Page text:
Ed Miliband visited Airbus this morning, where he gave a clear headline message on immigration: never again will Labour abandon people who are concerned about immigration. Alas, he became less clear the more he spoke.
At various points in an interview with The World at One earlier this afternoon, Miliband described immigration as a “class issue”; a concern of those people who are not getting a fair chance or those who are being undercut by cheap foreign labour exploited by predatory bosses. This fits neatly into his pre-packaged narrative about the evils of the modern market economy.
Miliband’s rhetoric on immigration from Europe is temperate; but, at base, his message is now not far from Nigel Farage’s. To put it crudely: an unskilled yokel is on his way to pinch your job, clog up your hospitals and schools and reduce your standard of living. The message is risible (as Miliband himself concedes when he says, as he always does, that immigration has been “good” for the country as a whole). But at least Farage is coherently risible: immigration cannot be controlled (in an exact sense of the term), unless one takes complete control of one’s borders.
Miliband won’t go so far on the EU. In fact, he won’t even go as far as the government on EU reform. Labour is committed to adjusting transitional controls – a policy objective first discussed at the 2011 Labour conference. But it is not the transitional controls of the future which are the problem; it is the transitional controls of the past. Freedom of movement is a sacred article of the European Union; yet it is not inviolable. There is scope for accommodation in the right circumstances; but it suits Miliband to say otherwise, and argue that David Cameron’s renegotiation plan (such as it is) is doomed to fail and that we must muddle on until such time as Brussels makes another grab for British sovereignty. Then we shall have a referendum!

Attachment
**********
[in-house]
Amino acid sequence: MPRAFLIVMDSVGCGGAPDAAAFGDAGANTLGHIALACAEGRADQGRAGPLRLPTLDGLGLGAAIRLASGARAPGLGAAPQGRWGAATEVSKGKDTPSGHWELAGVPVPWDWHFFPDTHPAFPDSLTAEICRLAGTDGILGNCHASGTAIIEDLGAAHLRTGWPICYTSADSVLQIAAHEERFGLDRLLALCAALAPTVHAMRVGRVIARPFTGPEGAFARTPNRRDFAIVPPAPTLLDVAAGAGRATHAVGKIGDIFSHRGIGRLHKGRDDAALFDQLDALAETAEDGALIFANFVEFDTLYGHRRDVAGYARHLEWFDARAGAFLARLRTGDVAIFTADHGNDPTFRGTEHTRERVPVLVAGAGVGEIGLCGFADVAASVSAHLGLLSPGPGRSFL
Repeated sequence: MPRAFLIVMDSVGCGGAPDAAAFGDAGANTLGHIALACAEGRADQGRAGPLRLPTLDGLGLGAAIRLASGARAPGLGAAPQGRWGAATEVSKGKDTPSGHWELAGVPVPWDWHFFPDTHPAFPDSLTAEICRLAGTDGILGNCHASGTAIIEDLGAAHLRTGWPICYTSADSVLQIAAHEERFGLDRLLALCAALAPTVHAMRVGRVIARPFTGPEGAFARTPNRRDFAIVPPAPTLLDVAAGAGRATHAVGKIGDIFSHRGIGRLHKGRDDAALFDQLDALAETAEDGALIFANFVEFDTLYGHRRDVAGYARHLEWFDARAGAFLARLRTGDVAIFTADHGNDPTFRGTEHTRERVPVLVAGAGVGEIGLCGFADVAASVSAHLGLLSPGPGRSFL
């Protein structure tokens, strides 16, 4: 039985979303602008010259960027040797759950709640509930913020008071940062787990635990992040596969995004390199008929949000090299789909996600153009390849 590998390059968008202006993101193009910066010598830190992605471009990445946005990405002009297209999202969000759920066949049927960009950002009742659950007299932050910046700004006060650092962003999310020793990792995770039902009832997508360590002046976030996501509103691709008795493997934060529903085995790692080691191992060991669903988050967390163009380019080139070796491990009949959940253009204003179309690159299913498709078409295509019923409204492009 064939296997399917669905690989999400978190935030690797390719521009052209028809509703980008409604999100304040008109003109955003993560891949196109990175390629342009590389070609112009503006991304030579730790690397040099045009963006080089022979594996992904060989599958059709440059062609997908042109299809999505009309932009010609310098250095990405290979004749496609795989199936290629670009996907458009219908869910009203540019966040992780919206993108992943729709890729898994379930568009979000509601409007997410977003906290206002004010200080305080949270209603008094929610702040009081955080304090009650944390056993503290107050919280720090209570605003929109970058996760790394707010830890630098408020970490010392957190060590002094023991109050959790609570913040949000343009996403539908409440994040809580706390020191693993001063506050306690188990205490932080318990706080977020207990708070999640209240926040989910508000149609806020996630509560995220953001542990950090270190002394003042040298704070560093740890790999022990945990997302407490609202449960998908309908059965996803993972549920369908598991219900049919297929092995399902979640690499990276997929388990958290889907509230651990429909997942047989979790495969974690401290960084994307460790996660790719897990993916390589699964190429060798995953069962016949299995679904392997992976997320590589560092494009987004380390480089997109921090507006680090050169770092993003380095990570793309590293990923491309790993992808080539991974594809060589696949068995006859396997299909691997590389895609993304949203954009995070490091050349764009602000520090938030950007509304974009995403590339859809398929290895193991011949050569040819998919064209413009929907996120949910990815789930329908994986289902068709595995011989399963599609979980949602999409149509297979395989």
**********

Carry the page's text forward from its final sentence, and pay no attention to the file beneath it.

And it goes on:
His offer of a referendum in the event of another Brussels power grab is meaningless because the law already demands a referendum in such circumstances (though no thanks to Labour, which once described the ‘triple lock’ guarantee as an ‘unnecessary…political gesture’ – ho, ho).
Miliband also mentioned three instruments to control immigration:
1). Proper border controls to stop illegal immigration.
2). A cap on non-EU migration.
3). Reduce the “pull” on low skilled migration to Britain by inspiring a domestic skills revolution, enforcing the minimum wage and tweaking JSA rules for migrants.
Each of these instruments to control immigration is already government policy. Granted, he might administer them more effectively, although he doesn’t inspire confidence with his observation that immigration is a ‘class issue’ – immigration is rather more than that.
If you, dear reader, can discern a strategy – or even an objective – through the morass of Miliband’s tactical conceits and short-term plays on immigration and Europe, then you’re sharper-eyed than me.